I remember having a bit of a crush on him in this moment because yes, I knew exactly how he felt. I know all too well the emotional turmoil of deciding what to eat. And I don't usually even love to eat. If you've read this blog before you know I find daily meals to be a chore. Unless it's a Costa Grande burrito or Jimmy's tomato bisque, in which case we'll have lunch three times in a row.

Luckily, these workday lunchtime woes are easily forgotten, because I get distracted by filing and email and copy machine breakdowns that I fail to break down myself.

But here on a Saturday morning -- and weekends are generally the most fertile breeding ground for idle worries -- I can find myself just suddenly in a state of muted gloom.

And when you haven't made plans beyond drinking a cup of coffee in bed and 10 hours later meeting up with Alex to attend a party, the gloom can threaten to hang around. And worse, to grow bigger in its bacteria-laden character.

And I really think it's a habit to start feeling this way, when things get quiet, when an hour doesn't have enough planned structure, when one's options are to do valiant work that he's called to do or to simply sit back and enjoy some coffee time with the cat. Or maybe just clean the kitchen.

Let me take this opportunity to remind you that I do NOT agree that happiness is a choice. I believe that choosing to have a positive attitude can help boost one's mood. I believe that being around kind, happy people can put spring back into your step. But I think that if you are naturally inclined to melancholy or depression, this is not the result of you declining to make a choice to be happy.

Pardon my French but I think that theory is bulls*** and I fear it has caused many problems in our society.

If people could be happy by mere choice, we would all be happy.


But I do think, in my own personal case, that maybe after a decade of having a bent (due to biology, personality, and circumstance) toward anxiety and excessive reflection about the meaning of life, that I have possibly created a groove in my brain folds that veers toward these kinds of thoughts.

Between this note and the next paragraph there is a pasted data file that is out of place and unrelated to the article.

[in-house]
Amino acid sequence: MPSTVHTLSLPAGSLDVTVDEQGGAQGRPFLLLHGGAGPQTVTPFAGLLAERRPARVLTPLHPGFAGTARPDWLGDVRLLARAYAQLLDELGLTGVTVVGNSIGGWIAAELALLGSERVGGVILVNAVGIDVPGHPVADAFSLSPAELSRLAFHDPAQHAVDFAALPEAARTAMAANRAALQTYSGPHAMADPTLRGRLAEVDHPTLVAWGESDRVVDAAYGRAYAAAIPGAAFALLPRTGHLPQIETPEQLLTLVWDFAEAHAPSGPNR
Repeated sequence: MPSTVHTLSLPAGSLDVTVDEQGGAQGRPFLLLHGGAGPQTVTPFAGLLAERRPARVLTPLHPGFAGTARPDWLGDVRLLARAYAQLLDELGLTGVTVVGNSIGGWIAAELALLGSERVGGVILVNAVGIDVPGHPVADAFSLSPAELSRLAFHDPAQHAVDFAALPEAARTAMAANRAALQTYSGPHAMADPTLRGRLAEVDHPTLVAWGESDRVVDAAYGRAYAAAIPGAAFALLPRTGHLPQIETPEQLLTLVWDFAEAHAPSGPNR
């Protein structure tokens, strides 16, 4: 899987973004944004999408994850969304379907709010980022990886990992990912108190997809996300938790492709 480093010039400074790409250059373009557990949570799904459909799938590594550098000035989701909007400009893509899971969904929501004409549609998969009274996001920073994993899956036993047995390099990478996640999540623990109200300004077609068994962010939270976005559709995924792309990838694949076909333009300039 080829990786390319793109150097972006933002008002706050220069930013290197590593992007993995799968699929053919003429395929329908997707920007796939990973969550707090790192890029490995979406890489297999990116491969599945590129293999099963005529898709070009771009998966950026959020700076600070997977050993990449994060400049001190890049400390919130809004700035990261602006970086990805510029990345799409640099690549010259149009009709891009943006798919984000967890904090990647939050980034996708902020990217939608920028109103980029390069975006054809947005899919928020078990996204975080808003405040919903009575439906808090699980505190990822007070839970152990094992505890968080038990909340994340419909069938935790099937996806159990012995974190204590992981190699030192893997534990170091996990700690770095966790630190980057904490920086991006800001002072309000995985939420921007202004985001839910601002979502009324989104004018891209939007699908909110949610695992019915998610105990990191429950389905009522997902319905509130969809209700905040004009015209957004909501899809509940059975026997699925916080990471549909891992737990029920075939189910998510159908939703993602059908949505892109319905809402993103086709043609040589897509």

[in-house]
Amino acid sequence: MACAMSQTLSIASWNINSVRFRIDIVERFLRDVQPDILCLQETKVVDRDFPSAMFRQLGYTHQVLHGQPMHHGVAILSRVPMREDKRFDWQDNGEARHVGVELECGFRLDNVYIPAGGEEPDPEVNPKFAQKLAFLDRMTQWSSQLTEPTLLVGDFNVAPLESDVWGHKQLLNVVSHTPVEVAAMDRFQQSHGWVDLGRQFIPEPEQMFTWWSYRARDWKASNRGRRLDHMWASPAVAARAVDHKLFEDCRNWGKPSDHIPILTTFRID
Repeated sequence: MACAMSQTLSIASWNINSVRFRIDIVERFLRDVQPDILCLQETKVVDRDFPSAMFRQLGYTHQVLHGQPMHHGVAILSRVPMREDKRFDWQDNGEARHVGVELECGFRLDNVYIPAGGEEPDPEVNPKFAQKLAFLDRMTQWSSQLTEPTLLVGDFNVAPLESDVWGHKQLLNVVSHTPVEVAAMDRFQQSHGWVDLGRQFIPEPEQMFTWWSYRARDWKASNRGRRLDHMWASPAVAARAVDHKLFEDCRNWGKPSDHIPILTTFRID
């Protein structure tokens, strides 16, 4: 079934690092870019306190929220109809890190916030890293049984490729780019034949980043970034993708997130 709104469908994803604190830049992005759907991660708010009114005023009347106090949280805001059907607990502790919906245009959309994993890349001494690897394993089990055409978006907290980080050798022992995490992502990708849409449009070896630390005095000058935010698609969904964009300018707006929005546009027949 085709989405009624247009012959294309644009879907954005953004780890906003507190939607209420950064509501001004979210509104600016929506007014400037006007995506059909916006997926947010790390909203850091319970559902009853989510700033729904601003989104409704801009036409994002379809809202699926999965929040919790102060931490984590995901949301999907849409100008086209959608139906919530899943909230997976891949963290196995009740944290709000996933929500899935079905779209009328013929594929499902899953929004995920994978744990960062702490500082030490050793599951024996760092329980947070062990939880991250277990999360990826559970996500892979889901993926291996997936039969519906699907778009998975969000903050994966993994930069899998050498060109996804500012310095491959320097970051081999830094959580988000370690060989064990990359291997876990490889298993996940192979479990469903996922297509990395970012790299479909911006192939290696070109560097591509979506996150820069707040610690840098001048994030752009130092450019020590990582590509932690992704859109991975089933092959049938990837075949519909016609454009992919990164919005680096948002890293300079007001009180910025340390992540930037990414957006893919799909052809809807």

One thing I learned during my second major bout of therapy, during Graduate School Take Two, was to tell myself "I'm OK." To literally say it out loud. I was like the parent to my own inner toddler, and I could convince myself that I was OK by telling myself such.

I also realized that I could thumb through my racing, anxious thoughts by viewing them as pieces of clothing at a store. See a blouse, not interested, move on to the next. Forget the blouse. Do the same with my thoughts. Move on and forget them. Don't muse over something that you don't want.

So now that I've rambled for 1,000 words (congratulations if you've made it this far down the post!) about all this, I will come back to Christina Perri.

In that same song of hers I mentioned earlier, "I Believe," she sings: "This is not the end of me, this is the beginning."

She sings this line over and over. It's beautiful and moving and rhythmically calming to the listener.

I think I'm going to replace my "I'm OK" mantra with "This is not the end of me."

Next time I fall into melancholy after my Saturday coffee and cat time, I'll remember that I'm not finished as a person. Whatever emotion has landed in my chest will not stay with me forever. I will count my blessings and remember that it's so great that I have a whole Saturday to do all kinds of things I love. To read, to craft, to feel the cooler October 3rd air. To look forward to nine hours from now when I'll see my boy toy and schmooze at a birthday party.

This is not the end of me. And it's not the end of you, either. Carry on and pet a cat if you have one near.

Friday, October 2, 2015

Personal Question

Can I ask you guys a personal question?


Would it be OK if I wrote a book here on the blog?

I started writing a book.

Another one.

Did I finish the first one? Beside the point, People.

I was talking to Alex last night about The Martian, because we got tickets to see the movie this weekend, and my brother raved about the book, and A. started to tell me about how the author, Andy Weir, initially wrote the book on his blog.

By the way, I didn't fact check this tidbit of juicy information, like a good journalist should, because I trust my boyfriend to accurately report facts and you should too.

(Except when he's telling you the story about how we met, or the infamous "milk wine" story. He gets some facts wrong in those stories, trust me).

So anyway. Alex told me about this Weir guy and it got me thinking.

I told A. that I don't have any grandiose visions of getting a movie contract and a sudden rush of blog fan followers, were I to "publish" a book on the Daily Bailey. I realize my readership could easily remain very much the same.

But I think it would hold me accountable. It would be a little weird, and a little awkward, to be like, "Hey, Guys! Here are three chapters!" and then fall off the face of the earth. To Mars. Like the Martian.

I feel like if I knew three people* were reading my three chapters, then maybe, just maybe, they might expect a fourth. And a fifth. And eventually, an ending.

*approximate guesstimated readership here at the DB.

And then, Voila! I'd have a book draft!

Also, perhaps I could get some feedback along the way. My Mighty Three Readers might request that my protagonist do X, or meet Y, or eat Z during her journey. And then maybe I'll think, "Hey, that's a good idea," and re-steer the story a little.

I don't know. I haven't made my mind up about this. But I'm just putting it out there.

Have I whetted your appetite at all? Are you curious what the book is about? Would you want to read a book here? Like a book club? A little bit at a time? No pressure, no strings attached?

Let me know. Gracias, Peeps.